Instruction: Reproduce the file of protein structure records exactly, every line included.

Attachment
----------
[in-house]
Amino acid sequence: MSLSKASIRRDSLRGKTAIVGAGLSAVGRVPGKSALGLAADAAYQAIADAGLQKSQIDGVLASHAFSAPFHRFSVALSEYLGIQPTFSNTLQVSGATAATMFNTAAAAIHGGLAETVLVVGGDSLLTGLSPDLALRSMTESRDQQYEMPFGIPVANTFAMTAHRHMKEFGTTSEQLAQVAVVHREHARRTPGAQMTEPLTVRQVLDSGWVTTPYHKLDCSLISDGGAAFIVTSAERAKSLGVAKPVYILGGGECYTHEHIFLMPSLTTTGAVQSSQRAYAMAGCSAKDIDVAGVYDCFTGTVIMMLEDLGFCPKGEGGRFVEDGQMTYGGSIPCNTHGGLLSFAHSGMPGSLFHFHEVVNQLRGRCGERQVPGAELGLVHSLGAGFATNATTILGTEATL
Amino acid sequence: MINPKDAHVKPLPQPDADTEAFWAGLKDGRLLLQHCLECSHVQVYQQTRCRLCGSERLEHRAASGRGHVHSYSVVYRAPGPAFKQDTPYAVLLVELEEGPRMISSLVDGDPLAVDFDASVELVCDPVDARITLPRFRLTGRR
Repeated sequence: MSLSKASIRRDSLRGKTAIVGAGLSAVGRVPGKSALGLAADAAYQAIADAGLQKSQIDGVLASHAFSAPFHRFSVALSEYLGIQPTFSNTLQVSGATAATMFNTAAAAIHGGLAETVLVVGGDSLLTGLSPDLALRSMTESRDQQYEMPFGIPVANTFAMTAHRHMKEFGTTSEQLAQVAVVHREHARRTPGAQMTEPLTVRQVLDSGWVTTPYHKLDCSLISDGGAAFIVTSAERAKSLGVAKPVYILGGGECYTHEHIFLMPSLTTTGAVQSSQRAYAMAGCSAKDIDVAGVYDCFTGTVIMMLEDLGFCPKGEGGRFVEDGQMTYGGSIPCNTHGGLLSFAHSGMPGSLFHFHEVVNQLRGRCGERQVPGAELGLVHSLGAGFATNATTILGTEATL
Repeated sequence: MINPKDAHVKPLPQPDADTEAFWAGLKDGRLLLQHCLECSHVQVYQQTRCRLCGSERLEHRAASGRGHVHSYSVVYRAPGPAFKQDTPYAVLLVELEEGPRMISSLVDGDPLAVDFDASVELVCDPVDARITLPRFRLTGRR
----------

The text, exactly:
[in-house]
Amino acid sequence: MSLSKASIRRDSLRGKTAIVGAGLSAVGRVPGKSALGLAADAAYQAIADAGLQKSQIDGVLASHAFSAPFHRFSVALSEYLGIQPTFSNTLQVSGATAATMFNTAAAAIHGGLAETVLVVGGDSLLTGLSPDLALRSMTESRDQQYEMPFGIPVANTFAMTAHRHMKEFGTTSEQLAQVAVVHREHARRTPGAQMTEPLTVRQVLDSGWVTTPYHKLDCSLISDGGAAFIVTSAERAKSLGVAKPVYILGGGECYTHEHIFLMPSLTTTGAVQSSQRAYAMAGCSAKDIDVAGVYDCFTGTVIMMLEDLGFCPKGEGGRFVEDGQMTYGGSIPCNTHGGLLSFAHSGMPGSLFHFHEVVNQLRGRCGERQVPGAELGLVHSLGAGFATNATTILGTEATL
Amino acid sequence: MINPKDAHVKPLPQPDADTEAFWAGLKDGRLLLQHCLECSHVQVYQQTRCRLCGSERLEHRAASGRGHVHSYSVVYRAPGPAFKQDTPYAVLLVELEEGPRMISSLVDGDPLAVDFDASVELVCDPVDARITLPRFRLTGRR
Repeated sequence: MSLSKASIRRDSLRGKTAIVGAGLSAVGRVPGKSALGLAADAAYQAIADAGLQKSQIDGVLASHAFSAPFHRFSVALSEYLGIQPTFSNTLQVSGATAATMFNTAAAAIHGGLAETVLVVGGDSLLTGLSPDLALRSMTESRDQQYEMPFGIPVANTFAMTAHRHMKEFGTTSEQLAQVAVVHREHARRTPGAQMTEPLTVRQVLDSGWVTTPYHKLDCSLISDGGAAFIVTSAERAKSLGVAKPVYILGGGECYTHEHIFLMPSLTTTGAVQSSQRAYAMAGCSAKDIDVAGVYDCFTGTVIMMLEDLGFCPKGEGGRFVEDGQMTYGGSIPCNTHGGLLSFAHSGMPGSLFHFHEVVNQLRGRCGERQVPGAELGLVHSLGAGFATNATTILGTEATL
Repeated sequence: MINPKDAHVKPLPQPDADTEAFWAGLKDGRLLLQHCLECSHVQVYQQTRCRLCGSERLEHRAASGRGHVHSYSVVYRAPGPAFKQDTPYAVLLVELEEGPRMISSLVDGDPLAVDFDASVELVCDPVDARITLPRFRLTGRR